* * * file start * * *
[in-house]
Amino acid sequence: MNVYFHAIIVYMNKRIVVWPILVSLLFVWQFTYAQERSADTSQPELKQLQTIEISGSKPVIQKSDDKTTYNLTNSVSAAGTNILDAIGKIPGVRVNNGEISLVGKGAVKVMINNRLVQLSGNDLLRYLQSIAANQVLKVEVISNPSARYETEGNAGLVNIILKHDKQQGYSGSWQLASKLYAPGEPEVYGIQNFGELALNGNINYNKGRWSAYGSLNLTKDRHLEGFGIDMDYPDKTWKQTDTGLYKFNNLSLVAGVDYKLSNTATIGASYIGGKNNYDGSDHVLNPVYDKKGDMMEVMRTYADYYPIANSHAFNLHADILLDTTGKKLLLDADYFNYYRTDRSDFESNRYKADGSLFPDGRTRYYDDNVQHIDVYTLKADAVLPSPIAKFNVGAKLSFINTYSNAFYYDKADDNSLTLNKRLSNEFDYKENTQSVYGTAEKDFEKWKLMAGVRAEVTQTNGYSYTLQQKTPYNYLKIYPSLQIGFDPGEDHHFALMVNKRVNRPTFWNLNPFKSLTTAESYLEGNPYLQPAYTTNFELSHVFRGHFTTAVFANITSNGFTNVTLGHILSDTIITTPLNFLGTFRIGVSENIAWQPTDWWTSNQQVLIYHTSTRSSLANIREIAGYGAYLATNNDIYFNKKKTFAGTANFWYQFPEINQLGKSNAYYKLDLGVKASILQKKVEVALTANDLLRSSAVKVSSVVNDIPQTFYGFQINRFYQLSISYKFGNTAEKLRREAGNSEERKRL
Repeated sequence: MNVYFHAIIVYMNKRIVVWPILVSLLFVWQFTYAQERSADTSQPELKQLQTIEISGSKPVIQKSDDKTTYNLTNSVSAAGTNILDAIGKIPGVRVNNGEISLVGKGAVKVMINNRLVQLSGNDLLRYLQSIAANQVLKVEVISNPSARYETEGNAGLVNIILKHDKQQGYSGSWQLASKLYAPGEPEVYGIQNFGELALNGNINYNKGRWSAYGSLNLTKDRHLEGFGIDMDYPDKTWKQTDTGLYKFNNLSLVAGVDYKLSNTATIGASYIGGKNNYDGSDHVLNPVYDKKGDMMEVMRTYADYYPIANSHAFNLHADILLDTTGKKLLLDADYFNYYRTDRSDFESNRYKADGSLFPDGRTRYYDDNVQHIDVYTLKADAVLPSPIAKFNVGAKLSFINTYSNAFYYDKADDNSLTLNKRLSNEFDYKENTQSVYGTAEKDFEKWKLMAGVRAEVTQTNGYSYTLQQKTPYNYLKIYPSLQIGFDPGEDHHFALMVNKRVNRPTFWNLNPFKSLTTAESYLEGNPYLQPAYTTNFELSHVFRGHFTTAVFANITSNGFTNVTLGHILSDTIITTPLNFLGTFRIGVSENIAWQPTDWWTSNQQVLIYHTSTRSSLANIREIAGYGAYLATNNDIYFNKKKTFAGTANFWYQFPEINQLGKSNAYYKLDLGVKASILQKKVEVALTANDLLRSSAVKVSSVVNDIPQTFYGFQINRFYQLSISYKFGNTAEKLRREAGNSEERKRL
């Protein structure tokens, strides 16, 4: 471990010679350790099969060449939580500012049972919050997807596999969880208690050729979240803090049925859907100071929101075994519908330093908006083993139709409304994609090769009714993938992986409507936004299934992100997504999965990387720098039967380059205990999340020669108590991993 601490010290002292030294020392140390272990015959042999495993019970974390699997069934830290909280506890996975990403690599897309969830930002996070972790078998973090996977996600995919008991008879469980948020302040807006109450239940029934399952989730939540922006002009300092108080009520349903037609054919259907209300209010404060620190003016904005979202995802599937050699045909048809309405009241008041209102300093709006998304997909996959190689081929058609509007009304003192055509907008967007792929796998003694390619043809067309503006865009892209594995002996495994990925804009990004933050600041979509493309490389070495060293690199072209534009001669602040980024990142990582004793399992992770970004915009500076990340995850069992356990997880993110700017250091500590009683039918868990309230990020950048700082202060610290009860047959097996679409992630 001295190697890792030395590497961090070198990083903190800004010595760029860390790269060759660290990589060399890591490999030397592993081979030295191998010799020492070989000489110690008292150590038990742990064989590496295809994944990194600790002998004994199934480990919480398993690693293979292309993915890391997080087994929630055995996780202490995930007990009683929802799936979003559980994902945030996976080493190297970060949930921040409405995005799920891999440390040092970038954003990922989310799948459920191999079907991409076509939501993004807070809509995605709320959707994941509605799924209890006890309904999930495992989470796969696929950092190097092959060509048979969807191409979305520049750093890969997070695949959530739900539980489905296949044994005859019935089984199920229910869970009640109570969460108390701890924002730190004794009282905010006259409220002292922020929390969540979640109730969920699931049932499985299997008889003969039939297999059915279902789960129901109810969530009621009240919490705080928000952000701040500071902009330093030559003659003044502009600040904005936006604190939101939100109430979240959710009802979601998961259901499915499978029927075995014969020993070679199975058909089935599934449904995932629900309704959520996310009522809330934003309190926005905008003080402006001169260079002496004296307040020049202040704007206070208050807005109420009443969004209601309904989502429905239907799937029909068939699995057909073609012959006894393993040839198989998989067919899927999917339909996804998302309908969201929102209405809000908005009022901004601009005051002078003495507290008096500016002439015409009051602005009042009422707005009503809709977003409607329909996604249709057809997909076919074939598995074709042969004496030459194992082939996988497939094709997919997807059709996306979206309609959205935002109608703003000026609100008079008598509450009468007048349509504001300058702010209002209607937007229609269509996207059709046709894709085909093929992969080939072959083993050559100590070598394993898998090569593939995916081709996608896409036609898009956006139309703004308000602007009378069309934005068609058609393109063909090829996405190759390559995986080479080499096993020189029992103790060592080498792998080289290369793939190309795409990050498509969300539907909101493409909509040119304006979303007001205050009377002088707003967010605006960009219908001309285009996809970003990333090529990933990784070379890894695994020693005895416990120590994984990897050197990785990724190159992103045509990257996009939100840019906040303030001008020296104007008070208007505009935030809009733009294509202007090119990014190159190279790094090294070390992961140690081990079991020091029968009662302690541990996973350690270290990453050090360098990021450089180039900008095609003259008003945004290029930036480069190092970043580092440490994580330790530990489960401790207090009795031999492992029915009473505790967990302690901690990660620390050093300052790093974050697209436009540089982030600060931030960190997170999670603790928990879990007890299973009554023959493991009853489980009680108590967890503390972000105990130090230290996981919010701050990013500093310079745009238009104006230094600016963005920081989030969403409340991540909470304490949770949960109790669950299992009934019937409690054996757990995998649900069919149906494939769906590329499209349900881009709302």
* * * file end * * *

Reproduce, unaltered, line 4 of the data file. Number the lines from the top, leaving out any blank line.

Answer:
């Protein structure tokens, strides 16, 4: 471990010679350790099969060449939580500012049972919050997807596999969880208690050729979240803090049925859907100071929101075994519908330093908006083993139709409304994609090769009714993938992986409507936004299934992100997504999965990387720098039967380059205990999340020669108590991993 601490010290002292030294020392140390272990015959042999495993019970974390699997069934830290909280506890996975990403690599897309969830930002996070972790078998973090996977996600995919008991008879469980948020302040807006109450239940029934399952989730939540922006002009300092108080009520349903037609054919259907209300209010404060620190003016904005979202995802599937050699045909048809309405009241008041209102300093709006998304997909996959190689081929058609509007009304003192055509907008967007792929796998003694390619043809067309503006865009892209594995002996495994990925804009990004933050600041979509493309490389070495060293690199072209534009001669602040980024990142990582004793399992992770970004915009500076990340995850069992356990997880993110700017250091500590009683039918868990309230990020950048700082202060610290009860047959097996679409992630 001295190697890792030395590497961090070198990083903190800004010595760029860390790269060759660290990589060399890591490999030397592993081979030295191998010799020492070989000489110690008292150590038990742990064989590496295809994944990194600790002998004994199934480990919480398993690693293979292309993915890391997080087994929630055995996780202490995930007990009683929802799936979003559980994902945030996976080493190297970060949930921040409405995005799920891999440390040092970038954003990922989310799948459920191999079907991409076509939501993004807070809509995605709320959707994941509605799924209890006890309904999930495992989470796969696929950092190097092959060509048979969807191409979305520049750093890969997070695949959530739900539980489905296949044994005859019935089984199920229910869970009640109570969460108390701890924002730190004794009282905010006259409220002292922020929390969540979640109730969920699931049932499985299997008889003969039939297999059915279902789960129901109810969530009621009240919490705080928000952000701040500071902009330093030559003659003044502009600040904005936006604190939101939100109430979240959710009802979601998961259901499915499978029927075995014969020993070679199975058909089935599934449904995932629900309704959520996310009522809330934003309190926005905008003080402006001169260079002496004296307040020049202040704007206070208050807005109420009443969004209601309904989502429905239907799937029909068939699995057909073609012959006894393993040839198989998989067919899927999917339909996804998302309908969201929102209405809000908005009022901004601009005051002078003495507290008096500016002439015409009051602005009042009422707005009503809709977003409607329909996604249709057809997909076919074939598995074709042969004496030459194992082939996988497939094709997919997807059709996306979206309609959205935002109608703003000026609100008079008598509450009468007048349509504001300058702010209002209607937007229609269509996207059709046709894709085909093929992969080939072959083993050559100590070598394993898998090569593939995916081709996608896409036609898009956006139309703004308000602007009378069309934005068609058609393109063909090829996405190759390559995986080479080499096993020189029992103790060592080498792998080289290369793939190309795409990050498509969300539907909101493409909509040119304006979303007001205050009377002088707003967010605006960009219908001309285009996809970003990333090529990933990784070379890894695994020693005895416990120590994984990897050197990785990724190159992103045509990257996009939100840019906040303030001008020296104007008070208007505009935030809009733009294509202007090119990014190159190279790094090294070390992961140690081990079991020091029968009662302690541990996973350690270290990453050090360098990021450089180039900008095609003259008003945004290029930036480069190092970043580092440490994580330790530990489960401790207090009795031999492992029915009473505790967990302690901690990660620390050093300052790093974050697209436009540089982030600060931030960190997170999670603790928990879990007890299973009554023959493991009853489980009680108590967890503390972000105990130090230290996981919010701050990013500093310079745009238009104006230094600016963005920081989030969403409340991540909470304490949770949960109790669950299992009934019937409690054996757990995998649900069919149906494939769906590329499209349900881009709302």